X

Leamouth

Leamouth, Tower Hamlets

An isolated pair of peninsulas formed by the meanderings of the River Lea (here called Bow Creek) as it approaches the River Thames

Although there are records of ships being unloaded here as early as 1297, there was little human activity besides some farming and fishing until the late 16th century, when a house was built, with an orchard and a moat. A second incarn­ation of the house became a pub early in the 18th century.

The creation of the East India Dock in 1803–6 made road access to Leamouth even more difficult but encouraged indus­trial devel­opment and the construction of homes for workers. The northern peninsula – known at first as Godelockhope and later as Goodluck Hope* – was home to a plate glass factory from the 1830s and subsequently to a galvanised ironworks.

Orchard House remained a licensed premises until the 1860s, with ancillary buildings including a bakehouse and a cowhouse, and a skittle ground in front of the premises. The pub was demol­ished in the early 1870s, after a survey had reported that it was “in such an utterly tumble down condition that there is no alter­ation except to pull it down,” and its site was turned into a boatyard.

An old lightship moored at Trinity Buoy Wharf

By the late 19th century the vicinity of Orchard Place had become “a deprived area, inhabited by rough, very poor people, living in overcrowded condi­tions,” according to the Survey of London: Poplar, Blackwall and Isle of Dogs. “Largely cut off from outside influ­ences … this was a closed and closely knit community, inward-looking and inbred, or as the LCC Education Officer politely put it, ‘many families have the same rather uncommon names’.” Almost all Leamouth’s homes and shops were demol­ished in a slum clearance project in the mid- to late 1930s – and some 300 intim­ately related residents were moved out of the area.

Galvanised iron manufacture continued at Goodluck Hope until the 1960s, when a vegetable oil refinery took possession of nearly all the peninsula. The refinery operated until the early 21st century.

West of Goodluck Hope, the Bow Creek ecology park (previ­ously the Limmo Peninsula ecolo­gical park) is a wildlife haven occupying a former indus­trial site. Large areas of mud are exposed at low tide, attracting flocks of wading birds.

Leamouth’s most enduring employer was the Corporation of Trinity House, the body estab­lished in the 16th century to maintain beacons, marks and signs of the sea “for the better navig­ation of the coasts of England.” From 1803 to 1988 the corporation’s Thames-side workshop occupied the tip of the eastern peninsula, making and deploying navig­ation buoys and sea marks, and later also testing maritime lighting equipment and training light­house keepers.

The corporation’s Trinity Buoy Wharf is now a centre for arts and community projects (some operating from colour­fully converted shipping containers), while the restored chain­store – complete with London’s only light­house – hosts leisure and cultural events. There’s also an American-style diner and a container-based café. Founded in 2009, Faraday is an independent primary school located at the north-east corner of Trinity Buoy Wharf.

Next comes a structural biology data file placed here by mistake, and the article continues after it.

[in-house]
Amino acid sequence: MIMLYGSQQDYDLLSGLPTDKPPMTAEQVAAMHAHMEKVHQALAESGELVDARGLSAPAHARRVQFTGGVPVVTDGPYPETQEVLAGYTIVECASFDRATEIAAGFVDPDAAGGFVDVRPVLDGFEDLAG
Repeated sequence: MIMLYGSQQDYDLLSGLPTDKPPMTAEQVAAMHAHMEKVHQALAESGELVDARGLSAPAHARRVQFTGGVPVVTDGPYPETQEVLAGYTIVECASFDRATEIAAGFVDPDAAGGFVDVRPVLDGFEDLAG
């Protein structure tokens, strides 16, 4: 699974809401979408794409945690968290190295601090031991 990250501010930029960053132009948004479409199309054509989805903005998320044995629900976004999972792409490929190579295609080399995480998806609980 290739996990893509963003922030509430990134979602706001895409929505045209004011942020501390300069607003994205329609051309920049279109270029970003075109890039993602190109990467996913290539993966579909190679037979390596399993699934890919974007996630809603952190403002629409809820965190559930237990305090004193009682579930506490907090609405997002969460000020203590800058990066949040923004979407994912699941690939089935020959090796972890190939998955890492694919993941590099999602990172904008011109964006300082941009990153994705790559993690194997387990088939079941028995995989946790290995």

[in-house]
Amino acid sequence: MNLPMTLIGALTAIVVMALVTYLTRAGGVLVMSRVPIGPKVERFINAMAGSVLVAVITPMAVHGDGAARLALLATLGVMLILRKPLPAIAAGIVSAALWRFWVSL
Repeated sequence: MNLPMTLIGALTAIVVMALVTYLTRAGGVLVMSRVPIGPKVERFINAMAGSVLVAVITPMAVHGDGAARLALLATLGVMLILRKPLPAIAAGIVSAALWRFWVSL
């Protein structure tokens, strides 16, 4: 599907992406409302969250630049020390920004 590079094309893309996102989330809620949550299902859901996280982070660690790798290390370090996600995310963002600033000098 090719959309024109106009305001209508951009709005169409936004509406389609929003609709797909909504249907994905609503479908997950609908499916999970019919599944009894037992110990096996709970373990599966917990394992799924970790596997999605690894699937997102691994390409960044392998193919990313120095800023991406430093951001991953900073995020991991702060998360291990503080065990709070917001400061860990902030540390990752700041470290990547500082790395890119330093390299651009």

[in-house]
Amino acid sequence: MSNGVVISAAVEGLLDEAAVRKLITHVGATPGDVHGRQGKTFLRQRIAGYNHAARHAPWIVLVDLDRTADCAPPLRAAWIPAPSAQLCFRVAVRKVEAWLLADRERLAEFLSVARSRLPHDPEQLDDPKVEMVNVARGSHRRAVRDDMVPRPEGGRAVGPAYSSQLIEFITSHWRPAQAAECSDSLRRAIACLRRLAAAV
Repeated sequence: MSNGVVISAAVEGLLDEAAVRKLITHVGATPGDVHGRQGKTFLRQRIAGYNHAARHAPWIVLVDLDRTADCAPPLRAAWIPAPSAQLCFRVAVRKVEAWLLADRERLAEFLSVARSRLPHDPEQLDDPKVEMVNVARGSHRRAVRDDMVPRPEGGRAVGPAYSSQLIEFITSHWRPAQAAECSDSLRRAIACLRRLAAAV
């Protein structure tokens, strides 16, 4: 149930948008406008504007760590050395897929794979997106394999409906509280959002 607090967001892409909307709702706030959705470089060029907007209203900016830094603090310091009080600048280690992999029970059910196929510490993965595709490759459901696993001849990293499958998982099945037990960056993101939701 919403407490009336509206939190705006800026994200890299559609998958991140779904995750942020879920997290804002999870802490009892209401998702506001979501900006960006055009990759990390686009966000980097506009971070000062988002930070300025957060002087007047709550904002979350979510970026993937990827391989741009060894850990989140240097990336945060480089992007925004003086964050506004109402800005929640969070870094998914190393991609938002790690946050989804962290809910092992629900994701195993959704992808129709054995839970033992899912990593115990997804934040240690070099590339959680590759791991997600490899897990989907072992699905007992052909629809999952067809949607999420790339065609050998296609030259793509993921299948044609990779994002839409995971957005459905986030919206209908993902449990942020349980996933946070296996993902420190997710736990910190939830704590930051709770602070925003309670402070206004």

Since 2015 almost all of Leamouth’s two penin­sulas except for Trinity Buoy Wharf have been regen­erated by the Ballymore Group, a Dublin-based inter­na­tional property devel­opment company. Goodluck Hope has become London City Island, while the devel­opment on the eastern peninsula (shown in Ballymore’s CGI above) has – oddly – been named Goodluck Hope. Still, it’s nice that this quaint old name is being kept alive, even if it’s in the wrong place. The English National Ballet and the London Film School have been persuaded to relocate to what the developers are calling a “mini-Manhattan on Leamouth Peninsula.” It’s all a far cry from inbreeding and galvanised iron.

Postal district: E14
Web page: History of Trinity Buoy Wharf
Blog post: Paul McAuley, The Trinity Effect
BBC article: How to live on an island just 20 minutes from Bond Street
* “The second largest land holding in the area at the beginning of the nineteenth century comprised most of the north-pointing thumb-like promontory embraced within the last loop of the River Lea before its confluence with the Thames. Formerly part of the demesne of the manor of Stepney, this peninsula of some nine acres was known in the fourteenth century as Godelockhope or Godluckhope, and more recently as Goodluck Hope.” British History Online: Leamouth Road and Orchard Place: Historical development.
The picture of Trinity Buoy Wharf at Leamouth at the top of this page is slightly modified from an original photograph, copyright Dun.can at Flickr, made available under the Attribution-ShareAlike 2.0 Generic Licence. Any subsequent reuse is freely permitted under the terms of that licence.